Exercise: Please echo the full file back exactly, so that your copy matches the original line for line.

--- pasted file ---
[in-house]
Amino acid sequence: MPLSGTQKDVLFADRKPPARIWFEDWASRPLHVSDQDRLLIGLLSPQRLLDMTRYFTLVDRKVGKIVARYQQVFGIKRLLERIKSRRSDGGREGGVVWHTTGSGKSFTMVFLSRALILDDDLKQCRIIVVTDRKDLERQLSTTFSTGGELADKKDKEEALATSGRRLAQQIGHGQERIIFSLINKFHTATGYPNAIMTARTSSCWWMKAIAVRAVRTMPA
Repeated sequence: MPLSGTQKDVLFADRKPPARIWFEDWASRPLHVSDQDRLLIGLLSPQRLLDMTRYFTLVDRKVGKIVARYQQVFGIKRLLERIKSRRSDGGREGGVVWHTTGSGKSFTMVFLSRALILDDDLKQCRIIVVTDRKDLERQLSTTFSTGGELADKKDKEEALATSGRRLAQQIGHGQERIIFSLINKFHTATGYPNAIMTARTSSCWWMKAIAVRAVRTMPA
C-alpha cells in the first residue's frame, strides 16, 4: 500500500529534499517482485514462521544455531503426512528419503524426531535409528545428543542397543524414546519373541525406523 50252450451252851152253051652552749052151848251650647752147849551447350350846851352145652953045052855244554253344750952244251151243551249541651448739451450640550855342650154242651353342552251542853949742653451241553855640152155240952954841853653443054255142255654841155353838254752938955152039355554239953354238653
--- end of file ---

[in-house]
Amino acid sequence: MPLSGTQKDVLFADRKPPARIWFEDWASRPLHVSDQDRLLIGLLSPQRLLDMTRYFTLVDRKVGKIVARYQQVFGIKRLLERIKSRRSDGGREGGVVWHTTGSGKSFTMVFLSRALILDDDLKQCRIIVVTDRKDLERQLSTTFSTGGELADKKDKEEALATSGRRLAQQIGHGQERIIFSLINKFHTATGYPNAIMTARTSSCWWMKAIAVRAVRTMPA
Repeated sequence: MPLSGTQKDVLFADRKPPARIWFEDWASRPLHVSDQDRLLIGLLSPQRLLDMTRYFTLVDRKVGKIVARYQQVFGIKRLLERIKSRRSDGGREGGVVWHTTGSGKSFTMVFLSRALILDDDLKQCRIIVVTDRKDLERQLSTTFSTGGELADKKDKEEALATSGRRLAQQIGHGQERIIFSLINKFHTATGYPNAIMTARTSSCWWMKAIAVRAVRTMPA
C-alpha cells in the first residue's frame, strides 16, 4: 500500500529534499517482485514462521544455531503426512528419503524426531535409528545428543542397543524414546519373541525406523 50252450451252851152253051652552749052151848251650647752147849551447350350846851352145652953045052855244554253344750952244251151243551249541651448739451450640550855342650154242651353342552251542853949742653451241553855640152155240952954841853653443054255142255654841155353838254752938955152039355554239953354238653